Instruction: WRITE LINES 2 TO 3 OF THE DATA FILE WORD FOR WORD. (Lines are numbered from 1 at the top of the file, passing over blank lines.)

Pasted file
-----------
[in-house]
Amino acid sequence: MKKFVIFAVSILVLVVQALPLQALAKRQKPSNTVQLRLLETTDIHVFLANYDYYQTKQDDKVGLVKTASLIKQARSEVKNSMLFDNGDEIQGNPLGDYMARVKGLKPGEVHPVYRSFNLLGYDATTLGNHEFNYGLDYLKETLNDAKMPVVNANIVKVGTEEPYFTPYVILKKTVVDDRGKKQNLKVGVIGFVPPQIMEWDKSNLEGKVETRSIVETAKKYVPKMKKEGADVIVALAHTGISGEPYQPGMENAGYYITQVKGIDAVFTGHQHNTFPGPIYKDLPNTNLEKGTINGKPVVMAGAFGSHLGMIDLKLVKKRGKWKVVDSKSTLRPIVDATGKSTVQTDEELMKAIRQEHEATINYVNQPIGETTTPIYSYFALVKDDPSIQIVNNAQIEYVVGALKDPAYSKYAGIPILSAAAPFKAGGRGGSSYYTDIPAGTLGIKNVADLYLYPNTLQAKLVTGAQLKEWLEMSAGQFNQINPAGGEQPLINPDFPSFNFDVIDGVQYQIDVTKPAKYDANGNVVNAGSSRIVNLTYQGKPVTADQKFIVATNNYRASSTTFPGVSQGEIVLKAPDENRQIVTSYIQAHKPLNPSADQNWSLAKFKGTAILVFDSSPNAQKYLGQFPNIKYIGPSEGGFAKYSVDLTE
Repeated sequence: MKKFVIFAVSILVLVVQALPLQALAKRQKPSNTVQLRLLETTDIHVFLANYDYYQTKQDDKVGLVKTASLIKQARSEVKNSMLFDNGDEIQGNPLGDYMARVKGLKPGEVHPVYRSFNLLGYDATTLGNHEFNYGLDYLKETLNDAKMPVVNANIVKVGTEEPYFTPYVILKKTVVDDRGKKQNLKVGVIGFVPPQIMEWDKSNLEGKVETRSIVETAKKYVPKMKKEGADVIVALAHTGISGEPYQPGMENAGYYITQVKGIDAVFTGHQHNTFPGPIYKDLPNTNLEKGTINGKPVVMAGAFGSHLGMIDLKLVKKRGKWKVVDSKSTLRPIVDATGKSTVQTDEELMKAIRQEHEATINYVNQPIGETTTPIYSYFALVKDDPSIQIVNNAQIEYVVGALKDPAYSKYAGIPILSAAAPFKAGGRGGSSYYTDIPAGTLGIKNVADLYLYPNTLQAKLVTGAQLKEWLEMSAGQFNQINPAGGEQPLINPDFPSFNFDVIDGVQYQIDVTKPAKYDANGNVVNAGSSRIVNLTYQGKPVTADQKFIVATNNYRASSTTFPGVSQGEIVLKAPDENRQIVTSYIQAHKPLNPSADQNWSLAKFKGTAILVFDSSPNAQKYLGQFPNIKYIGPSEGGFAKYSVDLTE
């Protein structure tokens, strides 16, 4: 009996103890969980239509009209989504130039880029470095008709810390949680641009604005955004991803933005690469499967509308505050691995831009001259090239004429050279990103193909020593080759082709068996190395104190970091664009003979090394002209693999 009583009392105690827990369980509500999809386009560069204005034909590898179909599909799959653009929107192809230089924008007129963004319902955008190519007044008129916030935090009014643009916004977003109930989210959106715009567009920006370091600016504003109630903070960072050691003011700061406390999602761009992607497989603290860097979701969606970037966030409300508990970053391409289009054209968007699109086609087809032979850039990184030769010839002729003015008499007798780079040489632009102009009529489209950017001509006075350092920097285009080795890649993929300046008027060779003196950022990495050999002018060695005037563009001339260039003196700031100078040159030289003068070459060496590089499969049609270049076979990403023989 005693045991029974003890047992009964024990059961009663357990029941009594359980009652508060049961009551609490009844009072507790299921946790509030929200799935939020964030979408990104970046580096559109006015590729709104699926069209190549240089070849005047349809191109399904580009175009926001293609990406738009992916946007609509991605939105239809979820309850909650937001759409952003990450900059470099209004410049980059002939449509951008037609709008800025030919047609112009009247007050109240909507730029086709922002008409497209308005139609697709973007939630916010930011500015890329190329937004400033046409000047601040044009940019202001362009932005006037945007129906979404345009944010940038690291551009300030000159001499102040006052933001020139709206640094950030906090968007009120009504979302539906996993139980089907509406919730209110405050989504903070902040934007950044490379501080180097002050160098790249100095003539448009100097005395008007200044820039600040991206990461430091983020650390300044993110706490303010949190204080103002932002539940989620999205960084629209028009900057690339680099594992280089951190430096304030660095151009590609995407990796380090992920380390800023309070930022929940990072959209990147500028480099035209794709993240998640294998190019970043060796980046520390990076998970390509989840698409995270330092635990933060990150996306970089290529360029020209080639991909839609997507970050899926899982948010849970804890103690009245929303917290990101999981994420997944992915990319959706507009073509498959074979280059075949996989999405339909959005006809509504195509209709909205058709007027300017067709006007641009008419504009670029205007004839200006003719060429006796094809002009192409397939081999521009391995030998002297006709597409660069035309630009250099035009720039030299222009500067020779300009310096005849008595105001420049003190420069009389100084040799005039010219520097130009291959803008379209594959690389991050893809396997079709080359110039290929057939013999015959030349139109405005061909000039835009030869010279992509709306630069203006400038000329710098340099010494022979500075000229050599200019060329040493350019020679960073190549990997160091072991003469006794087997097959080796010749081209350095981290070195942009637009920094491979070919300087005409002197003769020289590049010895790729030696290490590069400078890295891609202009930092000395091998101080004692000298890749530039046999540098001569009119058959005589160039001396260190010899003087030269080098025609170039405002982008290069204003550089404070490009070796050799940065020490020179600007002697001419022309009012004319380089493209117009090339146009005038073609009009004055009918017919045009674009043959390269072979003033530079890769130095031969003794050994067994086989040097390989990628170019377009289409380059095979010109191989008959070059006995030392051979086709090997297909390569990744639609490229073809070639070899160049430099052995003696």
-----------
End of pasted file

Amino acid sequence: MKKFVIFAVSILVLVVQALPLQALAKRQKPSNTVQLRLLETTDIHVFLANYDYYQTKQDDKVGLVKTASLIKQARSEVKNSMLFDNGDEIQGNPLGDYMARVKGLKPGEVHPVYRSFNLLGYDATTLGNHEFNYGLDYLKETLNDAKMPVVNANIVKVGTEEPYFTPYVILKKTVVDDRGKKQNLKVGVIGFVPPQIMEWDKSNLEGKVETRSIVETAKKYVPKMKKEGADVIVALAHTGISGEPYQPGMENAGYYITQVKGIDAVFTGHQHNTFPGPIYKDLPNTNLEKGTINGKPVVMAGAFGSHLGMIDLKLVKKRGKWKVVDSKSTLRPIVDATGKSTVQTDEELMKAIRQEHEATINYVNQPIGETTTPIYSYFALVKDDPSIQIVNNAQIEYVVGALKDPAYSKYAGIPILSAAAPFKAGGRGGSSYYTDIPAGTLGIKNVADLYLYPNTLQAKLVTGAQLKEWLEMSAGQFNQINPAGGEQPLINPDFPSFNFDVIDGVQYQIDVTKPAKYDANGNVVNAGSSRIVNLTYQGKPVTADQKFIVATNNYRASSTTFPGVSQGEIVLKAPDENRQIVTSYIQAHKPLNPSADQNWSLAKFKGTAILVFDSSPNAQKYLGQFPNIKYIGPSEGGFAKYSVDLTE
Repeated sequence: MKKFVIFAVSILVLVVQALPLQALAKRQKPSNTVQLRLLETTDIHVFLANYDYYQTKQDDKVGLVKTASLIKQARSEVKNSMLFDNGDEIQGNPLGDYMARVKGLKPGEVHPVYRSFNLLGYDATTLGNHEFNYGLDYLKETLNDAKMPVVNANIVKVGTEEPYFTPYVILKKTVVDDRGKKQNLKVGVIGFVPPQIMEWDKSNLEGKVETRSIVETAKKYVPKMKKEGADVIVALAHTGISGEPYQPGMENAGYYITQVKGIDAVFTGHQHNTFPGPIYKDLPNTNLEKGTINGKPVVMAGAFGSHLGMIDLKLVKKRGKWKVVDSKSTLRPIVDATGKSTVQTDEELMKAIRQEHEATINYVNQPIGETTTPIYSYFALVKDDPSIQIVNNAQIEYVVGALKDPAYSKYAGIPILSAAAPFKAGGRGGSSYYTDIPAGTLGIKNVADLYLYPNTLQAKLVTGAQLKEWLEMSAGQFNQINPAGGEQPLINPDFPSFNFDVIDGVQYQIDVTKPAKYDANGNVVNAGSSRIVNLTYQGKPVTADQKFIVATNNYRASSTTFPGVSQGEIVLKAPDENRQIVTSYIQAHKPLNPSADQNWSLAKFKGTAILVFDSSPNAQKYLGQFPNIKYIGPSEGGFAKYSVDLTE